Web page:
Understanding Contrastive Conjunctions as Discourse Markers in Bilingual Discourse

Baltazar Sanchez III

In multilingual settings, speakers use several languages at the same time; this type of discourse is known as code-switching, where speakers may make switches at any point in their conversation between different codes, or languages. Many studies focus on the rules— or constraints, depending on the author’s approach— involved in this type of discourse while some describe the functions of such multilingual language use, in particular the pragmatic and/or conversational effects. The focus of this paper is insertional code-switching, which is a type of code-switching in which single words are inserted as opposed to entire phrases, as a type of discourse marker in conversations between bilingual individuals, in particular with the English word “but” and its Spanish equivalent pero. The inspiration for this comes from Gardner-Chloros, Charles & Cheshire’s (2000) discussion of code-switching in discourse as a further dimension to what may be classified as monolingual discourse marker. More specifically, this paper focuses on managing the conversational floor through contrastive conjunctions— English “but” and Spanish pero. After analyzing cases and data compiled from an online corpus, it becomes clear that contrastive conjunctions have multiple functions, which is a feature that is highlighted once these discourse markers are considered in the environment of code-switches in bilingual discourse. The findings contribute to the current understanding on discourse markers specifically and code-switching more generally, both of which intersect in establishing common ground between speakers.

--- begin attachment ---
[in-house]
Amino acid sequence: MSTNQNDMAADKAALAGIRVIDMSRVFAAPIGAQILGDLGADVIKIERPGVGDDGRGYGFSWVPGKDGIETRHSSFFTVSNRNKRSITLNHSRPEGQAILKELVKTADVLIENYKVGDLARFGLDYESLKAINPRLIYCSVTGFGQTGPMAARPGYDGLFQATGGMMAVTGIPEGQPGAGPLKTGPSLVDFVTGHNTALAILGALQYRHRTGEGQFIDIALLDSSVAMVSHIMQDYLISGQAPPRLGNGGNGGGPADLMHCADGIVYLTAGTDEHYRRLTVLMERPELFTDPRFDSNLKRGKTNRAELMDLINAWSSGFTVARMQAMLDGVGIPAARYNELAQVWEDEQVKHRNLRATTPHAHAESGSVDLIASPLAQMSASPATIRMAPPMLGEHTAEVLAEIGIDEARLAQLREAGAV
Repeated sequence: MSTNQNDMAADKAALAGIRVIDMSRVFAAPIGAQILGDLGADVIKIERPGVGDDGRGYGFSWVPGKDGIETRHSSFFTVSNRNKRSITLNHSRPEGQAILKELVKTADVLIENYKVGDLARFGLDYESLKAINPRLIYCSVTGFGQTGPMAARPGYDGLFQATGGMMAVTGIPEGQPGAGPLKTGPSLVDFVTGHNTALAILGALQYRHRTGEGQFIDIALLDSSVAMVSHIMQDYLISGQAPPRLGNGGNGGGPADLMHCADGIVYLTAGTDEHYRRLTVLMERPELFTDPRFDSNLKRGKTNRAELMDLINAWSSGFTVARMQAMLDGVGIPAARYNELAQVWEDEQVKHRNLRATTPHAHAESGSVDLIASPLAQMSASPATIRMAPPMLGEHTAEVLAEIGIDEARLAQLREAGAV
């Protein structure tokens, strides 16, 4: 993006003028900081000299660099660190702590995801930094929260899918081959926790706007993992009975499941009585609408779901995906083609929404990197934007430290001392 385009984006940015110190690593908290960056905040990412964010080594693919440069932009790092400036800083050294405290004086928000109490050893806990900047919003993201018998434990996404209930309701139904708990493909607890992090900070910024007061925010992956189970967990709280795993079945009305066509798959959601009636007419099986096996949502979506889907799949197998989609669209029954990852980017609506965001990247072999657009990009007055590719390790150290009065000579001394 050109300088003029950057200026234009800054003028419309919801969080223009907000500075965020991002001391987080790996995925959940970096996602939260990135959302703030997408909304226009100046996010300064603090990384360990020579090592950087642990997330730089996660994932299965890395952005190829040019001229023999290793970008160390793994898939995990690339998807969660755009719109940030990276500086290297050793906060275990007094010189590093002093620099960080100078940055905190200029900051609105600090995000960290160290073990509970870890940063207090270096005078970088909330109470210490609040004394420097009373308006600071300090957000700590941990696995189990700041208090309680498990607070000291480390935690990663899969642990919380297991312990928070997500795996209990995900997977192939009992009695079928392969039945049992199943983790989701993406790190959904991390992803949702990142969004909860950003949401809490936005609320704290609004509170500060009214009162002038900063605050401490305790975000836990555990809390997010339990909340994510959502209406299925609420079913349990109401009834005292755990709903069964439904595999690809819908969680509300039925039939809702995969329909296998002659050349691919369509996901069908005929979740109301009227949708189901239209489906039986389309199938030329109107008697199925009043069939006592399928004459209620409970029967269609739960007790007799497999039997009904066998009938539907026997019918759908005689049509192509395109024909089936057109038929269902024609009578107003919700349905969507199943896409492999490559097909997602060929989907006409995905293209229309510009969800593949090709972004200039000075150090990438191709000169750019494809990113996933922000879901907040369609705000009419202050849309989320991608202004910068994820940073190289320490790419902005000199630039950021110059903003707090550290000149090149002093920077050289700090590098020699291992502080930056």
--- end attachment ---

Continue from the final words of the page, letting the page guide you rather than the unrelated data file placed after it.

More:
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Pattern Differences Between Voices Across Sina Weibo and Their Indications on Speakers’ Sociolinguistic Ideologies

Wenqian Guo

This study investigates how and why a specific speaker’s linguistic behavioral patterns may differ across channels on the same social media platform. Specifically, this research addresses important components in conversations, such as grammaticality and illocutionary indications, as well as the emoji feature that is exclusive to online media, the Chinese social media platform Sina Weibo in this case. Through comparing speakers’ comments between posts on the state-controlled People’s Daily Weibo channel and the “super-topic” free discussion forum on social, cultural, and political events, it is clear that the topics being addressed and the functions that different channels serve in each case, respectively, contribute to the speakers’ different perceptions of these channels. Additionally, from individual speakers’ responses in interviews during the study, the special censorship nature of social media in China and the exclusively superior accessibility of state-controlled media also complicate speakers’ linguistic choices, emphasizing their consideration of locating “safety” and practical usefulness on social media. As there remains limited previous research focusing on this specific area, this research hopes to offer new insights on exploring sociolinguistic ideologies embedded in Mandarin online communication.

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